So I have been thinking about this pigs head and it's time to do something with it. It's been sitting in the outside freezer for too long now. I needed to choose a recipe, and whilst reading up I thought it was worth just crediting some of the great sources out there.
I have to mention +Danny Kingston and his fantastic food urchin blog. His article on #brawnoff was basically the reason I ended up with a trotters and head on half pig from Huntsham court farm, rather than just a shoulder from my butcher. I love this article - not only does it give you directions to four great brawn recipes, but it's totally honest from a pretty full on person (check out the octopus), that doing brawn isn't going to be for the faint hearted. It's also a great start to end story, of getting something special and unusual and doing something with it. (with great photos)
This discussion on the River Cottage Forum, is also very useful with some different takes about how to go about the whole boiling a head in a pan thing in this discussion. Not to mention cleaning ears.
But like most everything I've been doing with Nose-to-tail cooking I always end up falling back to the River Cottage Meat book. I then found this quote on the top of the Brawn recipe, which made me think I really should have got round to this by now. Hence the head is now defrosting in the fridge
"Everyone who wishes to embrace the holistic, 'nose-to-tail' approach to meat should buy a pig's head once in a while and make a brawn"
Whilst I am here, this is the most fantastic book. Recommended to me by an ex-restauranter who is normally extremely disparaging about cook books, it's essentially been behind everything new I've done with meet for about two years now. It's approachable, inspirational and comprehensive. For instance the section on chickens doesn't just talk about animal welfare, it takes you through how to quarter a bird and actually give you what you need to be able to get to the point where a chicken makes 4 meals (for 2) which is how I learnt, and it makes buying a quality whole bird practical and affordable and the only way in our house we now buy chicken.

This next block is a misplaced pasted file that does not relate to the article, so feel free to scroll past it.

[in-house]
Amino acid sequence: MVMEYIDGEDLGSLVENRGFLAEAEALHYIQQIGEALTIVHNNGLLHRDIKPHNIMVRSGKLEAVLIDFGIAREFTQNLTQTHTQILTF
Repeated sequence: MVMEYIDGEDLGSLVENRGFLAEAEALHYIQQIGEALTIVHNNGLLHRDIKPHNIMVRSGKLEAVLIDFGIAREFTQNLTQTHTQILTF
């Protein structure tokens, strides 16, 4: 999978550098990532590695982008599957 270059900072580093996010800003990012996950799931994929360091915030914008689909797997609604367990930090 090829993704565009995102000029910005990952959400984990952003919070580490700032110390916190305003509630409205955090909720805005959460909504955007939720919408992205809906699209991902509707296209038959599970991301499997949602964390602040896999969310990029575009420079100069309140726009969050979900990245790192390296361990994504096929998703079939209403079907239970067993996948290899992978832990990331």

The pork Donny Brasco is a favorite recipe of mine which I've experimented doing a number of different ways. My mother-in-law (who's cooking I love), even started reading it, and changed the way she cooked at meat after having something from it at ours and a look at the book. The whole bit of having a cook-it-fast section, and then a cook-it-slow section and being clear which is good of which, and what can be done either way is just great.
Anyhow, below is a photo of my now very well thumbed copy. If you do want a copy and use the link below to buy it, it helps fund the domain cost for The Thin Jetty. It is quite a bit for a book though, and if you want to avoid buying it I find that most of the recipes you can find online if you know what you are looking for, or certainly very similar versions. You just don't get the very good animal by animal and cooking technique by cooking technique explanation and organisation. For instance this Jamie Oliver recipie gives a very good outcome and is very like similar to the pork Donny Brasco I mentioned.